Annexation changes closer
Published 12:00 am Wednesday, June 15, 2011
RALEIGH (AP) ó Changes to rules governing forced annexations by North Carolina towns and cities ó long-awaited by local citizen groups organized after feeling stung by the current law ó moved closer to passage Tuesday after the state Senate gave it tentative approval.
The Senate Finance Committee approved an amended House measure that gives landowners more power to block future incorporations by municipalities or more potential benefits if an involuntary annexation occurs. The full Senate followed with its initial OK by a vote of 38-9.
The bill, which could reach the Senate floor later Tuesday, would overhaul the 1959 law governing involuntary annexations. Senate leader Phil Berger has said passing the legislation was a priority before the Legislature adjourned its regular annual session by this weekend.
ěThis is a well negotiated-out agreement that hopefully will do this state well for a number of years and appropriately protect the rights of landowners in North Carolina,î said Rep. Nelson Dollar, R-Wake, one of the billís chief sponsors.
The biggest change would let property owners block an involuntary annexation if 60 percent of them sign a petition to oppose the action in a roughly four-month period. If enough owners do oppose it, the town or city would be barred from seeking an involuntary annexation again in the area for three years. Currently, landowners in the area being annexed have little recourse except to go to court.
ěThis is a lot better than what it was. We have equal input,î said Kenneth Sorensen, who lives in a subdivision outside of Cary. He said the town has wanted to acquire it for years.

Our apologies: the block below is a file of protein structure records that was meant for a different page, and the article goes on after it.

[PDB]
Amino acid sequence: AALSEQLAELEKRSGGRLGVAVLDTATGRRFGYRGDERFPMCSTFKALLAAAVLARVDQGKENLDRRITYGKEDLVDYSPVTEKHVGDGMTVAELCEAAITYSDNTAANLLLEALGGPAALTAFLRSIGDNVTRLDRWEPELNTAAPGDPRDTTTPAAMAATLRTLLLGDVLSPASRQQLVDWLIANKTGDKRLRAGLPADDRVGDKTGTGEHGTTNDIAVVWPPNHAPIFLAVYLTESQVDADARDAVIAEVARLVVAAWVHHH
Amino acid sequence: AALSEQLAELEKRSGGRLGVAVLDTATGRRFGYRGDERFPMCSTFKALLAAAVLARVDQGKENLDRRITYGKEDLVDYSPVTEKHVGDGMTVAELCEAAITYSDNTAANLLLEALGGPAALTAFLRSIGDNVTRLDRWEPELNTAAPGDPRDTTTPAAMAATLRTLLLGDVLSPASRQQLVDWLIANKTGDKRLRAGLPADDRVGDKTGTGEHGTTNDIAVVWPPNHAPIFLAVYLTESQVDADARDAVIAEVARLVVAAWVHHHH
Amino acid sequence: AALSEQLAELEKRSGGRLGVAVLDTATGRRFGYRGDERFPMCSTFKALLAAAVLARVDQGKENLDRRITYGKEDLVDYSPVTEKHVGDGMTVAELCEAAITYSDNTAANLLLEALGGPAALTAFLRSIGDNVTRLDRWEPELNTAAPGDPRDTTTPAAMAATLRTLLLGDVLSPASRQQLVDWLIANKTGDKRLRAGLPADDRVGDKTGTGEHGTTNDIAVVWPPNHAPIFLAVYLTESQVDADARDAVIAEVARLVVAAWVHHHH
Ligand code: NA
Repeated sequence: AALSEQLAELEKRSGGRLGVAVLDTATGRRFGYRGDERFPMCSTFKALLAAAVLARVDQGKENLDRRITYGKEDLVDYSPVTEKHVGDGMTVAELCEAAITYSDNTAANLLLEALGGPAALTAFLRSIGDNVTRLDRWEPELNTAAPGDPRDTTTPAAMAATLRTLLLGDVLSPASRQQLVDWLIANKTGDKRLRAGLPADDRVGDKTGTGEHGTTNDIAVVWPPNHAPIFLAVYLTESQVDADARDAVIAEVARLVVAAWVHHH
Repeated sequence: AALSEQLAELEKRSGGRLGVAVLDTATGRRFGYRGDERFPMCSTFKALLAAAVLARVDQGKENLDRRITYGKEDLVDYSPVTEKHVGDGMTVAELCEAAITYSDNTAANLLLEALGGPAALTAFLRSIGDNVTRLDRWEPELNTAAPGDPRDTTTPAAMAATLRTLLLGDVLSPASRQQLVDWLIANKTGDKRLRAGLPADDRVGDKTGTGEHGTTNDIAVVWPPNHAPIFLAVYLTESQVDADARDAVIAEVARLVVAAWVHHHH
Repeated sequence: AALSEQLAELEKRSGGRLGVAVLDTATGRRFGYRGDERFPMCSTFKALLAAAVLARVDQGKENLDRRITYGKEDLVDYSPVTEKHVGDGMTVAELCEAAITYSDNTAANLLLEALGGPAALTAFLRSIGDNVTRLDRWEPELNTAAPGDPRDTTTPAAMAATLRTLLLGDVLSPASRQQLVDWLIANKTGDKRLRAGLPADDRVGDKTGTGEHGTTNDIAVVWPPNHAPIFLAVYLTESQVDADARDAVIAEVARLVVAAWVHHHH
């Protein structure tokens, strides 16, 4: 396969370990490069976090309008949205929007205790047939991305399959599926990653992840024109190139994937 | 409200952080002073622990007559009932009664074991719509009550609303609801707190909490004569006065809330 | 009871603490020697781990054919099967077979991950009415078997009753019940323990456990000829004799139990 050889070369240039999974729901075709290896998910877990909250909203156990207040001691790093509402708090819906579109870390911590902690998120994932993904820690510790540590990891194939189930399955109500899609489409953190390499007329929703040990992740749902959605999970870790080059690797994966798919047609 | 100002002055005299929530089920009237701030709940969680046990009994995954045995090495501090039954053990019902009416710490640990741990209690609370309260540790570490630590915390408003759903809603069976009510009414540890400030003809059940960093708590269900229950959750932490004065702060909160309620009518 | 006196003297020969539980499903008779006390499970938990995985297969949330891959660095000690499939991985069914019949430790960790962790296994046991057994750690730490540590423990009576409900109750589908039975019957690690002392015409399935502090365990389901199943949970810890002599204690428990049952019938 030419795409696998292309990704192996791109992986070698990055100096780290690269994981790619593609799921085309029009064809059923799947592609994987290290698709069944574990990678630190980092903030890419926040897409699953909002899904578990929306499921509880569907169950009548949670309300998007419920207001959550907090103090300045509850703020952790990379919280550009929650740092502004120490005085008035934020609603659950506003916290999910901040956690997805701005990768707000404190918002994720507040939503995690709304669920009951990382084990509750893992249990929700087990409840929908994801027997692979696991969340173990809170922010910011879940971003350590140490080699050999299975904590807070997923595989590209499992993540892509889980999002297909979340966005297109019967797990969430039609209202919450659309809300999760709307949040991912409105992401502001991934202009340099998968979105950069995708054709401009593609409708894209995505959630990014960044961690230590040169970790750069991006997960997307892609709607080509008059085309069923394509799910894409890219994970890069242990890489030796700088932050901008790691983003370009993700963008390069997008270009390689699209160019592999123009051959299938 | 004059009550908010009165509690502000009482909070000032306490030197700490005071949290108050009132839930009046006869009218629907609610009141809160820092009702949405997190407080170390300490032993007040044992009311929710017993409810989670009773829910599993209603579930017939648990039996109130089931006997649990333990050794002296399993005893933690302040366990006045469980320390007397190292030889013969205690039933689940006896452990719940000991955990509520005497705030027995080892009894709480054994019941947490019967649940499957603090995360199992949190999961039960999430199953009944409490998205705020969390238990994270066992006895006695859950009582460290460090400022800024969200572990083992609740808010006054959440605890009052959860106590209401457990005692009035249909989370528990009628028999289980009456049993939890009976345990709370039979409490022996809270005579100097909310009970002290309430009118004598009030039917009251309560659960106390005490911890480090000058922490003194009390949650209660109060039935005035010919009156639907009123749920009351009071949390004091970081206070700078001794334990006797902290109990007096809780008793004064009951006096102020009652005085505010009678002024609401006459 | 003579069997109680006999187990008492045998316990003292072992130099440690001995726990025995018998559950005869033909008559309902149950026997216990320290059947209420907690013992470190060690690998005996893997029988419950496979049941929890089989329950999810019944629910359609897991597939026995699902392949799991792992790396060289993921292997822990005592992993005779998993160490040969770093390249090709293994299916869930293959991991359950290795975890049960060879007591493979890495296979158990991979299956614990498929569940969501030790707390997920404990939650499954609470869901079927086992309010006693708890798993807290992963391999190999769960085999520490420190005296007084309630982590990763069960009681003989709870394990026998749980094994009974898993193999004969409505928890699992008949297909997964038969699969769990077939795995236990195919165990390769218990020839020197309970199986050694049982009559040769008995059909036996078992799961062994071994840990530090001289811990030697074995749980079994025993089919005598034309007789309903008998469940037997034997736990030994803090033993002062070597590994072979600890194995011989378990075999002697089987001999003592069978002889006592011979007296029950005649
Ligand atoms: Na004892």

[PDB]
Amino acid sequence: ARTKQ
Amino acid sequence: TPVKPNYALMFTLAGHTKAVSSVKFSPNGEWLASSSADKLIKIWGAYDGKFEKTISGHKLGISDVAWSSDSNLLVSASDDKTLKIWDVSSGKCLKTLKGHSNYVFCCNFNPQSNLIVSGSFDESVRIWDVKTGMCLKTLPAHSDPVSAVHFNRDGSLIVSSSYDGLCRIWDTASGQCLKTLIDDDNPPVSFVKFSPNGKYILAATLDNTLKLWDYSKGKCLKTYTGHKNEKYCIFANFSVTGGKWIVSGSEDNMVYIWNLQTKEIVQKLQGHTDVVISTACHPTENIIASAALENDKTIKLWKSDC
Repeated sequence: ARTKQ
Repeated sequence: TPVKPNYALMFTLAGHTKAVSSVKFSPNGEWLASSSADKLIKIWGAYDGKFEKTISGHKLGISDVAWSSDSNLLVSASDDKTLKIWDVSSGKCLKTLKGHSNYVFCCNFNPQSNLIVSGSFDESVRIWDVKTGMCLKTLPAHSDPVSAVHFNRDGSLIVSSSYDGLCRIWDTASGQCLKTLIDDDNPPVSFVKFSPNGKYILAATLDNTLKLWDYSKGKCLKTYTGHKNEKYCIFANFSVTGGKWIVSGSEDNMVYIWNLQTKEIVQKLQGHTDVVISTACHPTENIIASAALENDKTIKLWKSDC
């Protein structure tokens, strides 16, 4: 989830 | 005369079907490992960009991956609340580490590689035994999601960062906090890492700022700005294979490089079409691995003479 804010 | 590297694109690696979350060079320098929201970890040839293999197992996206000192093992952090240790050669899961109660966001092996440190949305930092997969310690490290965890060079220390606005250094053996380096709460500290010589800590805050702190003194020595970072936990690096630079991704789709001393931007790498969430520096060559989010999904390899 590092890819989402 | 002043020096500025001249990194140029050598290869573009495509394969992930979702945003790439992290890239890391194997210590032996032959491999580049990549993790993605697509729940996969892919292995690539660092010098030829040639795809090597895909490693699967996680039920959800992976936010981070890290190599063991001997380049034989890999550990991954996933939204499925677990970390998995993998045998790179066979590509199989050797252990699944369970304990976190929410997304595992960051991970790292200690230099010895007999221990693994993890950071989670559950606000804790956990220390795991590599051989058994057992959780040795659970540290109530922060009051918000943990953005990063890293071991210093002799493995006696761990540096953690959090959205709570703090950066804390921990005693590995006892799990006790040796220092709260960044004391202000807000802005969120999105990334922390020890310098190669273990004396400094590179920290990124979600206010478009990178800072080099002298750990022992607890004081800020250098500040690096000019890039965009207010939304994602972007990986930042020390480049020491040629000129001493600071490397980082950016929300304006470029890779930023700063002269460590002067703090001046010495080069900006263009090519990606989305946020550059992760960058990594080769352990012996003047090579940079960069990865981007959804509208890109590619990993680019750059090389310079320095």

Landowners in a municipalityís targeted area also could receive water and sewer service hookups all the way to their homes installed for free if enough people request it within about three months of a cityís decision to move ahead with the annexation. Citizens have often complained that cities forced them to pay thousands of dollars for connections when water and sewer mains are built.
The North Carolina League of Municipalities hasnít actively opposed the bill but said the changes would reverse laws that have served the state well for a half-century and ensure that cities grow at a manageable rate. League lobbyist Kelli Kukura has said the measure was only slightly better than the alternative presented by lawmakers ó a statewide moratorium on involuntary annexations.
Kukura told the committee she hopes the changes ědonít lead to significant urban decay and a lower quality of life for our citizens.î
The bill also makes it easier for people in low-income areas to be brought into municipalities and receive services.
Later Tuesday, the Senate Finance Committee agreed to a separate bill that would allow residents in several areas where forced annexations have been contested to use the petition process to stop the actions if 60 percent of landowners agree.
The areas include acreage being acquired by Kinston, Lexington, Rocky Mount, Wilmington, Asheville, Marvin, Southport and Ayden. Many of the annexations are in litigation. A ninth annexation, already completed by Goldsboro, also could be repealed.
ěWeíre just thrilled,î said Betty Gunther, who lives in the Oak Level community of Nash County, which would be able to attempt to challenge the Rocky Mount annexation of their area.
The measure passed even after senators and the State Treasurerís Office expressed concern about the Goldsboro provision because they said the city already has borrowed more than $8 million toward paying for infrastructure for the new residents. More than $3 million of the borrowed money has been spent.
, Deputy State Treasurer Vance Holloman said.
One senator said repealing the debt could affect the credit rating of Goldsboro and other North Carolina cities: ěWe are playing with fire,î said Sen. Dan Clodfelter, D-Mecklenburg. But several senators had little sympathy about the debt payback by Goldsboro, saying its annexation was egregious and one of the reasons the broader annexation changes were moving forward.
ěIf they have to eat it, they have to eat it,î said Sen. David Rouzer, R-Johnston.
The Associated Press